Viewpoint by Austin P. Taylor
I’ve rarely left San Antonio. Aside from family reunions and the occasional visit to my grandmother’s home in Lubbock, my life has been contained within this city.
On Oct. 5, Ranger students took a trip to the University of Texas at Arlington to participate in a live multimedia competition at the Texas Community College Journalism Association conference.
Ranger adviser Tricia Buchhorn, a UTA alumna and former photo editor of The Shorthorn, accompanied the team chosen to represent The Ranger. The team consisted of visuals editor Deandra Gonzalez, sports editor Jessica Del Valle, multimedia editor Nicole Bautista, staff photographer Virginia Finster and me, managing editor.
At 8:30 a.m., the multimedia contest began.
Previous live contests involved having students find a story, take pictures and shoot a video. After these three components were complete, they’d be compiled into a multimedia package and submitted for judging.
Instead, we were given a staged event of an auto accident caused by negligent driving. The students of UTA’s journalism department and a college police officer setup the situation.
A pickup truck driver was on her phone and had to swerve to avoid hitting a cyclist, which caused her to hit another student on the sidewalk.
Trying to assemble the information for this story was, perhaps, the most complicated part of this whole challenge. The amateur setup was a little shaky, students struggled to remember the exact details of the “accident” and the officer on the scene switched between playing it close to the chest and giving out information that would only be available in the still-to-be-filed police report.
After collecting all the available information, the teams began assembling their packages about 9 a.m.
We had about three hours to write and edit a story, select appropriate photos and publish a video. All of this had to be assembled on a new WordPress page, software that no one on the team had any real experience with.
Jessica and I wrote the story, Deandra and Virginia selected the photos they wanted to run and Nicole edited and published the video. Once these were completed, we assembled the package and posted it to the appropriate WordPress page by the 11:59 a.m. deadline.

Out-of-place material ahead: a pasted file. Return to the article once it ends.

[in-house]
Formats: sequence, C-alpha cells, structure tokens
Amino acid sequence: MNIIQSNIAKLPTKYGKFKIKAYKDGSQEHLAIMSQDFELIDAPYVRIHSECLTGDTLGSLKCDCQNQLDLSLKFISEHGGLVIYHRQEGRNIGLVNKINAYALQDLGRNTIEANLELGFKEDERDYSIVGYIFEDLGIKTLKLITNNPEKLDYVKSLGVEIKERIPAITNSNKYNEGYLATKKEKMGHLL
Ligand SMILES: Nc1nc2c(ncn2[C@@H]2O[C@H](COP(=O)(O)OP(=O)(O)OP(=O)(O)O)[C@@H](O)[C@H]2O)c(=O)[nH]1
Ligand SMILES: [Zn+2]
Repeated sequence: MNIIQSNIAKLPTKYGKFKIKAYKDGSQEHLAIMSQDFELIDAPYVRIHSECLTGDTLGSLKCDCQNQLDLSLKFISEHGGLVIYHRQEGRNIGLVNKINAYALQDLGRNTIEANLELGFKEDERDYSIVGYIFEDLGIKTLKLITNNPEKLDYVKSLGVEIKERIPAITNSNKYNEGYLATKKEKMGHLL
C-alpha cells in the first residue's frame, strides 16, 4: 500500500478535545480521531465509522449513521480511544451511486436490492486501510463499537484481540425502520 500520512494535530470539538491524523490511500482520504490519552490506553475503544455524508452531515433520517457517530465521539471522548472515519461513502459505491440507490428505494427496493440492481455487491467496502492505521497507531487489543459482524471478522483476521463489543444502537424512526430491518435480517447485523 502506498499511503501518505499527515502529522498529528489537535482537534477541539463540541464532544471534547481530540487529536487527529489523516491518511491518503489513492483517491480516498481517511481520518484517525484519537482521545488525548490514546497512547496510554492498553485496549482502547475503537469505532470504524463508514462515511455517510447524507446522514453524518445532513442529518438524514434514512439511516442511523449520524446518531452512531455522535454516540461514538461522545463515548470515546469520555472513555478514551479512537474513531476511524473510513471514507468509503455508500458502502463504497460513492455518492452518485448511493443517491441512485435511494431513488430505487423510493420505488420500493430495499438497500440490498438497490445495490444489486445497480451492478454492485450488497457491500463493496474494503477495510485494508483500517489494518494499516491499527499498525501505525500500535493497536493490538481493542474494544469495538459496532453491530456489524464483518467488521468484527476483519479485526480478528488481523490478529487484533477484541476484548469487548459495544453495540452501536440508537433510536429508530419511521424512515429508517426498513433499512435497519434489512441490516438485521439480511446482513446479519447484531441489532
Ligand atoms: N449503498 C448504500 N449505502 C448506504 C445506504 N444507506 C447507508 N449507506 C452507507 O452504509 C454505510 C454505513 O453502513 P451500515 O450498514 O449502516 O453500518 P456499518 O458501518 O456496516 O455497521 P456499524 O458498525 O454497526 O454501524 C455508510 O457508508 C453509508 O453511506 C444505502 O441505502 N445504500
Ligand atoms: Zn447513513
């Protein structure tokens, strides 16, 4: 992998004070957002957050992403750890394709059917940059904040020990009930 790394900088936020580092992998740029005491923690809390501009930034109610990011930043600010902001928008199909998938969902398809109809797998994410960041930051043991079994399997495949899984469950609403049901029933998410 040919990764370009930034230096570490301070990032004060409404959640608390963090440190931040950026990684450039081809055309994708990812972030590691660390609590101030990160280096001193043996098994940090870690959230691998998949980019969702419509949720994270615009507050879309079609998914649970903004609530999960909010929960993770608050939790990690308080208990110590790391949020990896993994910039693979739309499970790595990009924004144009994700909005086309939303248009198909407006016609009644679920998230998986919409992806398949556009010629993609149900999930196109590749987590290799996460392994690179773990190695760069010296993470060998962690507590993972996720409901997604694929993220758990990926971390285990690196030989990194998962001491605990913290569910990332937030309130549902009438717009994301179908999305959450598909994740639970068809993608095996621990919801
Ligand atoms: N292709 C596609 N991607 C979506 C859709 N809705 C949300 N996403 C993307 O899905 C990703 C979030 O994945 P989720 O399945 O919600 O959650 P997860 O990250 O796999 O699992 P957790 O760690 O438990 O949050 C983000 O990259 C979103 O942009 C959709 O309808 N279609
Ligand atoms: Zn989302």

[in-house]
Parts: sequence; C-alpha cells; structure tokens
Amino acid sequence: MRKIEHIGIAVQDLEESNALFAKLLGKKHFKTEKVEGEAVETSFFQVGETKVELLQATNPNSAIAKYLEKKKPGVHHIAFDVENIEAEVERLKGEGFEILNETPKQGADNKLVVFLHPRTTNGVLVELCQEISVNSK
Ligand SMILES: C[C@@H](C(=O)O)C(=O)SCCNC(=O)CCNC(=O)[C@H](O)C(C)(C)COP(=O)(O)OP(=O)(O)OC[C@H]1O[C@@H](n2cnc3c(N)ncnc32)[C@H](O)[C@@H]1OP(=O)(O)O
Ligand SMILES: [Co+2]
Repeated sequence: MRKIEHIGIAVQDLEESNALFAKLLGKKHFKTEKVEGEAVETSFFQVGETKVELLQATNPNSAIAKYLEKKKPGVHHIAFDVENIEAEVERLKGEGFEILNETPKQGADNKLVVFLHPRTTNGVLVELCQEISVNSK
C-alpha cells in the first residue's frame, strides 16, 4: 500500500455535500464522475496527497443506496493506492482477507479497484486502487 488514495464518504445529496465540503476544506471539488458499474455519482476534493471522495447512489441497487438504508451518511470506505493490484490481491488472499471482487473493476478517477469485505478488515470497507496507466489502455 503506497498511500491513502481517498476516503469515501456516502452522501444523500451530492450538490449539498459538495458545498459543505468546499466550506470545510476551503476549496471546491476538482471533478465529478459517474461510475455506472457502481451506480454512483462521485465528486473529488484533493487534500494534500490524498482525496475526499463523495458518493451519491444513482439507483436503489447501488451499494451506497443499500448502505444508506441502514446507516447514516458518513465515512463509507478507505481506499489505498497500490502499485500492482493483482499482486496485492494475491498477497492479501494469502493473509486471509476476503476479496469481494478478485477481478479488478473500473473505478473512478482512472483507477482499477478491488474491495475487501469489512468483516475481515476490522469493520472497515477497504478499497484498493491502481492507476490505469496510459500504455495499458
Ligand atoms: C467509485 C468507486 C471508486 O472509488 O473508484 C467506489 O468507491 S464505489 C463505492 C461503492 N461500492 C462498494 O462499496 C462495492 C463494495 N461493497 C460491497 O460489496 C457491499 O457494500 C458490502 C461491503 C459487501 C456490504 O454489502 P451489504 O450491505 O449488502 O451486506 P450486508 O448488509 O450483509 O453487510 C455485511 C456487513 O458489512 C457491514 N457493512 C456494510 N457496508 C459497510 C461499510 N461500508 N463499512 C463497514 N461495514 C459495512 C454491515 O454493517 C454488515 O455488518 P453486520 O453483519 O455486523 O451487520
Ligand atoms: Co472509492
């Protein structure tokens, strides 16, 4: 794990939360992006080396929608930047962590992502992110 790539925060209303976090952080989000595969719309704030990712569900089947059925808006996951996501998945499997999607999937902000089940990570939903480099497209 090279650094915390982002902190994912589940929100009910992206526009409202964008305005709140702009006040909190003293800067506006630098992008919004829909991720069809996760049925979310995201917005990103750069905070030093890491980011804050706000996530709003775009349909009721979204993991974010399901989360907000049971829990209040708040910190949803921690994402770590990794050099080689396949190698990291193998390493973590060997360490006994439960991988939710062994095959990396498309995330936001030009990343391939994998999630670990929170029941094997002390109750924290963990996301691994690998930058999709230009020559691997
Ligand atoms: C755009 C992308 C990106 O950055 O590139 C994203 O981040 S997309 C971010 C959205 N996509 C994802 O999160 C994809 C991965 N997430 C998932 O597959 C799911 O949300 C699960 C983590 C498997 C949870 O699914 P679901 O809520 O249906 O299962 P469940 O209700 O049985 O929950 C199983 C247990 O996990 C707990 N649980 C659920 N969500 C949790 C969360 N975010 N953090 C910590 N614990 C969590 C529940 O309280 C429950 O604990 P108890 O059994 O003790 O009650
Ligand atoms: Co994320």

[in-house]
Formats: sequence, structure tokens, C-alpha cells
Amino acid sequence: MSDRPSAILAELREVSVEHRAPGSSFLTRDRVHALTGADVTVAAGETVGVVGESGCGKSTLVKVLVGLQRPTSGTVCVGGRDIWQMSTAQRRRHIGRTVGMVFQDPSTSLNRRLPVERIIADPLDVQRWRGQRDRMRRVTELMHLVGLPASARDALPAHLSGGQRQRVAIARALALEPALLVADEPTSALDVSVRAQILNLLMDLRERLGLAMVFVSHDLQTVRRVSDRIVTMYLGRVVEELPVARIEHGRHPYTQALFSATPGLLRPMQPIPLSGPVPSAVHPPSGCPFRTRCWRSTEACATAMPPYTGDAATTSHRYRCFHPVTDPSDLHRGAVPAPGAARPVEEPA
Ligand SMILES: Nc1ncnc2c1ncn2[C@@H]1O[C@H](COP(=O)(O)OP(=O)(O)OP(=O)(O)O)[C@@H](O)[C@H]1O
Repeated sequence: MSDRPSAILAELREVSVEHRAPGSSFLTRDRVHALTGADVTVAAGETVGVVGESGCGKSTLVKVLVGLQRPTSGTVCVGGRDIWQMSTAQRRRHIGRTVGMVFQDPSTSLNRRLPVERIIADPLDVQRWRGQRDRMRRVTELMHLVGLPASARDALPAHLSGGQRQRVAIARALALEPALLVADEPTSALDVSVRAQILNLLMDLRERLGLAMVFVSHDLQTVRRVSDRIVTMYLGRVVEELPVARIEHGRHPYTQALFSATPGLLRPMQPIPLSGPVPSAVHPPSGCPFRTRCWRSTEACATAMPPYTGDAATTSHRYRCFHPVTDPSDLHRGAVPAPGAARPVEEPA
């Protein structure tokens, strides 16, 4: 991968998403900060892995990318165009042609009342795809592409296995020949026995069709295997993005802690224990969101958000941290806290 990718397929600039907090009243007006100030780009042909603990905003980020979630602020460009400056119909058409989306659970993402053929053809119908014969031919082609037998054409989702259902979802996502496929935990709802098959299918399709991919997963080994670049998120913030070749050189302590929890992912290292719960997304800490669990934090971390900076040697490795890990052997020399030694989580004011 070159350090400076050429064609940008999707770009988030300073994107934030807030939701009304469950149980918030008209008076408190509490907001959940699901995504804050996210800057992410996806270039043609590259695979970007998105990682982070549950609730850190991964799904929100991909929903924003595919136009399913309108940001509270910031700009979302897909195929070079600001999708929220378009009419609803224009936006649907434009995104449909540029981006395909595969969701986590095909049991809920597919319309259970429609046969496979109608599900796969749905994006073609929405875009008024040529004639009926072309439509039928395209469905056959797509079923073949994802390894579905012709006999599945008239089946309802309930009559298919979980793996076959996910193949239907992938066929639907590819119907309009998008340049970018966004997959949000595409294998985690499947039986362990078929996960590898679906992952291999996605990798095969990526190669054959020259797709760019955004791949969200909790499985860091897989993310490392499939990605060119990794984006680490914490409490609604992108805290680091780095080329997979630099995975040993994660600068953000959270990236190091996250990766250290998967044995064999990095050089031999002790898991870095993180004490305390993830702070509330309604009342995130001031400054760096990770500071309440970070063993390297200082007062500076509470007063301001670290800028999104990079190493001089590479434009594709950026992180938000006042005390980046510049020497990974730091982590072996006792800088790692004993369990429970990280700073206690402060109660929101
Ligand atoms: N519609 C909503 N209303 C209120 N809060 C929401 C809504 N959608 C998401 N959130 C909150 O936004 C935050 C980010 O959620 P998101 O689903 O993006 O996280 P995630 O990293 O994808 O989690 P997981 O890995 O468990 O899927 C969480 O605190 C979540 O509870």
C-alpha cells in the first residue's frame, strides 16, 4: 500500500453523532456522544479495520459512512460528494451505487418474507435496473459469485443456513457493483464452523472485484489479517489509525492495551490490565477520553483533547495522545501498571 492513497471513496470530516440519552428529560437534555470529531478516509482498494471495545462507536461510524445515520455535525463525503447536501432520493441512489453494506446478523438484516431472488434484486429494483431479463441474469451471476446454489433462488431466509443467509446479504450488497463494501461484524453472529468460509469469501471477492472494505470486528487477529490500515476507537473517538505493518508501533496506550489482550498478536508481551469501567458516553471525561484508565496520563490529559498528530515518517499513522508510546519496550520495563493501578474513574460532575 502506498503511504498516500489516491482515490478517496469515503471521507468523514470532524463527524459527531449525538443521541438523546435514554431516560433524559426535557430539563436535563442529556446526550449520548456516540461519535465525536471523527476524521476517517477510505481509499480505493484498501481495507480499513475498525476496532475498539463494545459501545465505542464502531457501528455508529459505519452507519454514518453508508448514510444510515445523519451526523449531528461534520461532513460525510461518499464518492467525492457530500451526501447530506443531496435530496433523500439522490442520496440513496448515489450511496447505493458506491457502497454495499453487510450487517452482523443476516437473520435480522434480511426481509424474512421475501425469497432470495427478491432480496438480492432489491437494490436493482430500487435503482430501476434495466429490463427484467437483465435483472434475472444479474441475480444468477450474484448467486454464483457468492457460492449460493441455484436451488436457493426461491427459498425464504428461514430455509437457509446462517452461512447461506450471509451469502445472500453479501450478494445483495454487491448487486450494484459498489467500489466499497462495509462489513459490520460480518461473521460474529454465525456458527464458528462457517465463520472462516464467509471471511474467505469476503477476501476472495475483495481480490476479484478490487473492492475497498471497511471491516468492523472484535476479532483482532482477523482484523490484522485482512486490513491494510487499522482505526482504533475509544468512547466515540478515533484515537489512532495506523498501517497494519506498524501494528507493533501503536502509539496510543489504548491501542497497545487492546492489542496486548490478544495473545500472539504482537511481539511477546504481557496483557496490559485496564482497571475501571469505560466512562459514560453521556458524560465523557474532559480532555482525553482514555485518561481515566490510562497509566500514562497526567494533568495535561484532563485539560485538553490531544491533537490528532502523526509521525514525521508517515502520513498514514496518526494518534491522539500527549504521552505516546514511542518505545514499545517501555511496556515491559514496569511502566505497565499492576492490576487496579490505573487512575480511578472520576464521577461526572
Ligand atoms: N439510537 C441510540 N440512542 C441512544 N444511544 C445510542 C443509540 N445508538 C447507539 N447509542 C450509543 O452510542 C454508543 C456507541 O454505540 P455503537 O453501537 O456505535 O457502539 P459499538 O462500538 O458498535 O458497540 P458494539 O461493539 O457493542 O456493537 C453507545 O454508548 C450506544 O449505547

The pressure to get this done before our time expired was huge. I’m still not entirely sure how we did it. I’m proud of the work we did (even if I didn’t particularly express such at the time of publication) and I’m honored to have worked alongside this team.
After the competition, we were released to lunch and asked to attend a variety of lectures hosted by experienced journalists based in Texas. The lectures I attended dealt with trying to find sources and techniques on how to improve interviews.
Both of these lectures were very insightful and taught me how to approach people in a way that would make them more comfortable talking to a reporter. (I don’t know if it’s working yet.)
The advisers at The Ranger are fantastic and I’m glad to be able to learn from them. However, being able to hear new, and different, approaches to how I could conduct myself while out on assignment is invaluable. No method is “the best” so being able to hear how people outside of this program operate is essential.
At 6 p.m., the awards ceremony commenced in a ballroom of the student center at UTA. It was nerve-wracking to say the least. Over the next hour-and-a-half, we were presented several accolades.
For the live contest, we received awards for photos, the multimedia component, headline writing and for the overall media package. For the canned contest, where judges evaluate previously produced and published material, Ranger staffers received nine awards.
Looking back on this event, I realize that this was particularly important to me. I’m particularly harsh towards my own work, and at times, I struggle to appreciate what I’m doing. However, this event allowed to me to understand two important aspects of my work and how I handle it.
First, I’m not absolutely terrible at this whole journalism shtick. I have to remind myself of this everyday, and TCCJA gave me a much needed morale boost. Second, the work my colleagues and I do at The Ranger is important. It has meaning outside of what I see at this college.
So when I’m banging my head against my desk because I can’t seem to remember why I’m doing this, or when a source is being especially difficult, I can remember these points.
It usually helps.